Kaiser would seem an unlikely candidate to work for a company that counted Ben Carson, Ted Cruz, and Donald Trump among its clientele. She was one of the first people to join Barack Obama’s presidential campaign in 2007, where as an intern on the new media team, she sat near Facebook co-founder Chris Hughes, and tested the social media platform as a means of political communication.
After the Obama campaign, Kaiser pursued opportunities abroad, where her work largely focused on human rights. In 2014, Kaiser was based in London, working on her Ph.D. in International Law and Diplomacy, and doing social media consulting on the side. In that capacity, she says she often found herself in the same client meetings as Alexander Nix, the CEO of Cambridge Analytica. In 2014, he recruited her to the SCL Group, where Kaiser worked until Cambridge Analytica was formally incorporated.
“I saw the opportunity to have a scientific method for validating results of campaigns,” she says of her decision to accept the position. “I wanted to use these tools for our humanitarian campaigns, for our social campaigns.”
As a special adviser, and later as director of business development for the company, Kaiser’s job was to bring in business. That involved “meeting with clients, figuring out what kind of capacities they had, what they had run in the past or data they had, who they had working for them, and therefore devise a strategy of what we could do to run their job,” she says.
“Now I realize that they probably didn't want me in those management meetings for a reason, because of the things that they were talking about that would have probably really freaked me out.”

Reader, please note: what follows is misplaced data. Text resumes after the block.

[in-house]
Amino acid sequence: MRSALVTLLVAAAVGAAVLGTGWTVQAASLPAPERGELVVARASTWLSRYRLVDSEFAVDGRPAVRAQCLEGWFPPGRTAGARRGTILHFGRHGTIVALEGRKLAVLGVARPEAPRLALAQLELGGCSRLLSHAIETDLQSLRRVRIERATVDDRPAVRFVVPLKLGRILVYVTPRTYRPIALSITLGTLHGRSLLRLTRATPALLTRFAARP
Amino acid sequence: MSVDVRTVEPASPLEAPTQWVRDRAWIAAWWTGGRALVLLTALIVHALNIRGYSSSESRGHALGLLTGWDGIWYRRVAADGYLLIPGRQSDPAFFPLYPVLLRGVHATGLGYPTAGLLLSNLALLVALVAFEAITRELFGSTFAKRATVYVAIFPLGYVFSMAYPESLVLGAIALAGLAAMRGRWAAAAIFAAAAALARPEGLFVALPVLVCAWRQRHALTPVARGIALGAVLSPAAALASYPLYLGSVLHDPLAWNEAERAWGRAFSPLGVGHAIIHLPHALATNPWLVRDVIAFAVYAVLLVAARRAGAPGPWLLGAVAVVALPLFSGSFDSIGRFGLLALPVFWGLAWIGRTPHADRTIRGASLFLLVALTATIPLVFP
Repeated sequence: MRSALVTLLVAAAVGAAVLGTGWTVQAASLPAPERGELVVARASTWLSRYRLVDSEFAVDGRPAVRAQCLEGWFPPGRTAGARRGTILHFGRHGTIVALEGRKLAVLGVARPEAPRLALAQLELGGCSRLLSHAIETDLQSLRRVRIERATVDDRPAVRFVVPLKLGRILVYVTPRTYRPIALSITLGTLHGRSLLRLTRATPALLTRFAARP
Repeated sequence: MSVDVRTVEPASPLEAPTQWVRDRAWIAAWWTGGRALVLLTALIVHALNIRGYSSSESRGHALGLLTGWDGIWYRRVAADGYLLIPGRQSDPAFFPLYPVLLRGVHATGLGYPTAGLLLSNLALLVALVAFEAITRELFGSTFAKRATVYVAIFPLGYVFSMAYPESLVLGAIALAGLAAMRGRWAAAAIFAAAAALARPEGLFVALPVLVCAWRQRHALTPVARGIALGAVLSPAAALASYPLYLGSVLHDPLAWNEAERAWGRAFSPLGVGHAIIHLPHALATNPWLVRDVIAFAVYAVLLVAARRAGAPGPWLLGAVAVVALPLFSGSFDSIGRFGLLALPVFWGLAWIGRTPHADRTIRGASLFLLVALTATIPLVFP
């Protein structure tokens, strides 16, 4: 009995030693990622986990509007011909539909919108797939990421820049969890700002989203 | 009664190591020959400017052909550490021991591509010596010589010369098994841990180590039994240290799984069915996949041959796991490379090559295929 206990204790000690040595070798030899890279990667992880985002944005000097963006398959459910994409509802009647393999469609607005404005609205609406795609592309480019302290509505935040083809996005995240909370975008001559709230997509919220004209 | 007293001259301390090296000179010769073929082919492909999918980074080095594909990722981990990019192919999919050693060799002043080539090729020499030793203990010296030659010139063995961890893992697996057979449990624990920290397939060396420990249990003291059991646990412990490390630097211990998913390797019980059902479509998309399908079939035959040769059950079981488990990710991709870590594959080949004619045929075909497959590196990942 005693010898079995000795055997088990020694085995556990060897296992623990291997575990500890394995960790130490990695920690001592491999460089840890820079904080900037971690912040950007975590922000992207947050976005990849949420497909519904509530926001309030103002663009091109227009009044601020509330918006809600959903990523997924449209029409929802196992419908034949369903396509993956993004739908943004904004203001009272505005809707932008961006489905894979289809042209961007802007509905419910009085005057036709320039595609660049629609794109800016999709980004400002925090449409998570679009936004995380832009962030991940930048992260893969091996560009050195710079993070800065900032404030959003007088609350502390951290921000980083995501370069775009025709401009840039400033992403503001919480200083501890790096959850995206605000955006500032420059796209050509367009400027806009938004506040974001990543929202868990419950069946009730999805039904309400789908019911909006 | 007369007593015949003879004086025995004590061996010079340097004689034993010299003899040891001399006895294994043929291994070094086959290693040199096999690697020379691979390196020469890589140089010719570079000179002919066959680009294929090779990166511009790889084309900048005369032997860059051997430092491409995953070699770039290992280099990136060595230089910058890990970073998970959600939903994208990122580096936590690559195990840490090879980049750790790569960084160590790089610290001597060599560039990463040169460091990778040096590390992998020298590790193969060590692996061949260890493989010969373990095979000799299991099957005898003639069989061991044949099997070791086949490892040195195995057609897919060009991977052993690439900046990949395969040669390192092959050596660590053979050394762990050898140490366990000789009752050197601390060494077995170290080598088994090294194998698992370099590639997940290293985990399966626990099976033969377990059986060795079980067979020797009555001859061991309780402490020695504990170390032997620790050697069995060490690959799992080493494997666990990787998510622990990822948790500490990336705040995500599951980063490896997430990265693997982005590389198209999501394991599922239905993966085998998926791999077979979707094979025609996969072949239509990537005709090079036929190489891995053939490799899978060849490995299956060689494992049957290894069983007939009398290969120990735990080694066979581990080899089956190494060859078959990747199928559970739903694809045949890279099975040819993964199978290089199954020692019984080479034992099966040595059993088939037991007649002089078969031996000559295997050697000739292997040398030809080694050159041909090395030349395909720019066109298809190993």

That’s how Kaiser rationalized being employed at a company that worked on behalf of Trump. “I'm not a Trump supporter, but I'm not really a Hillary supporter, either,” says Kaiser, who voted for Bernie Sanders in the 2016 primaries. “The opportunity to have some kind of involvement in a U.S. political campaign is what any political animal would ever want.”
But as much as Kaiser enjoyed the work of the firm and the opportunities it afforded her, there were also internal issues that began to bother her.
“They never promoted me,” she says. “They only hired more rich white men above me to tell me what to do, even though I was one of the best performing people at the company. ...They just wouldn't let me in management meetings. They wouldn't give me a higher title. They wouldn't give me a raise.”
Kaiser goes on to hypothesize, “Now I realize that they probably didn't want me in those management meetings for a reason, because of the things that they were talking about that would have probably really freaked me out.” Cambridge Analytica did not respond to requests for comment.
What Will Happen To Your Data Now?
Kaiser contends that most news outlets are missing the bigger takeaway from the revelations around Cambridge Analytica’s use of data.
“A handful of incredibly powerful centralized companies — that are doing something so technical that people do not understand — have had the ability to wield an unknown amount of power and exploit people up until this point,” Kaiser says, passionately.
Current estimates suggest that 87 million people had their data illegally shared from Facebook. Kaiser says it “easily has the possibility to be more” and she hopes that the attention this story is putting on data, will inspire change to “the exploitative nature of the way that data is used.”
Kaiser believes that personal data should be treated as property. “If somebody wants to license your data,” Kaiser says, “you should have the ability to not only know who that is and for what purposes they want to use that data, and you should get monetarily compensated for it.” Additionally, Kaiser argues that data should be portable, with individuals have the right to delete and move their data among platforms.
“Out of all of this madness, I've been given an opportunity to harness the momentum for something positive,” Kaiser says. “America still has the least protected data laws in the world.”